Western equine encephalitis (WEE) is a virus spread by a bite from an infected mosquito. While WEE is rare, an infected person can become seriously ill and even die from the virus.
WEE is caused by being bitten by a mosquito that is infected with the virus.
Factors that may increase your risk of WEE include:
Most people with WEE do not have any symptoms.
If symptoms do occur, they appear within 5-10 days after infection and include:
WEE can lead to more serious, life-threatening symptoms like inflammation of the brain (encephalitis), seizures, and coma. These serious symptoms are more common in infants and older adults.
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In addition to taking your medical history and doing a physical exam, your doctor will ask you:
Your doctor may need to test your bodily fluids. This can be done with:
Your doctor may need pictures of structures inside your head. This can be done with:
Because the infection is viral, there is no specific treatment for WEE. Treatment will focus on managing your symptoms and related complications through:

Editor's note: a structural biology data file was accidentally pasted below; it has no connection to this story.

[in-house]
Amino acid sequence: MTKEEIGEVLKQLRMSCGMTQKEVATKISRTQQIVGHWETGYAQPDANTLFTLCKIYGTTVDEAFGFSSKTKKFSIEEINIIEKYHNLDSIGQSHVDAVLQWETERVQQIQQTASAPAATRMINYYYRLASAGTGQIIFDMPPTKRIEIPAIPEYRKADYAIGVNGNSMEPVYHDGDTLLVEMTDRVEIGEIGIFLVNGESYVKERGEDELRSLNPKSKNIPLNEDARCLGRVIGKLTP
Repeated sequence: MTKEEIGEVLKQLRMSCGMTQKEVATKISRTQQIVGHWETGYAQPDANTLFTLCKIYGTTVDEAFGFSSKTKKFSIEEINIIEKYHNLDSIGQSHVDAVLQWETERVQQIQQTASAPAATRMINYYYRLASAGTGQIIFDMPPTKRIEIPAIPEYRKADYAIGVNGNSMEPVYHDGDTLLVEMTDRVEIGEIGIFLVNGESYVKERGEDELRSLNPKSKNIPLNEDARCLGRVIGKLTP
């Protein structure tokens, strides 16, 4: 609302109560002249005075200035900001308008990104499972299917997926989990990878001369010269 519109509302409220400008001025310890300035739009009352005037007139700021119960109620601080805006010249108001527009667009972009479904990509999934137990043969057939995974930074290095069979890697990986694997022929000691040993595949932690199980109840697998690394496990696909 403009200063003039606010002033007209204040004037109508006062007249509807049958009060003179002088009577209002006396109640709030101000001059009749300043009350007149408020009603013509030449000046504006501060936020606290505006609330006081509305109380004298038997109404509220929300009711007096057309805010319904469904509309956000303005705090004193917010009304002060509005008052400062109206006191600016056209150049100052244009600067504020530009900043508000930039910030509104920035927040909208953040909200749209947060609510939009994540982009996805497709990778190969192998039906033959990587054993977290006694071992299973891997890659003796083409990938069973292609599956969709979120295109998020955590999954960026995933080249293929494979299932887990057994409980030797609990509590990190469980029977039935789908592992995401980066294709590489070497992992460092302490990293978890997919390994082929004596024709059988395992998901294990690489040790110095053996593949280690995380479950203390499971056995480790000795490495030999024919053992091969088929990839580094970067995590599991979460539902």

There is no vaccine for humans. There is a vaccine for horses. Prevention of WEE focuses on controlling mosquitoes and avoiding mosquito bites. Steps you can take to avoid mosquito bites include:
Centers for Disease Control and Prevention
National Institute of Allergy and Infectious Diseases
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Western equine encephalitis fact sheet. Minnesota Department of Public Health website. Available at: http://www.health..... Accessed January 4, 2013.
10/1/2013 DynaMed Systematic Literature Surveillance https://dynamed.ebscohost.com/about/about-us: Reimer LJ, Thomsen EK, Tisch DJ, et al. Insecticidal bed nets and filariasis transmission in Papua New Guinea. N Eng J Med. 2013 Aug 22; 369(8):745-753.
Last reviewed December 2013 by David L Horn, MD, FACP
Last Updated: 1/13/2014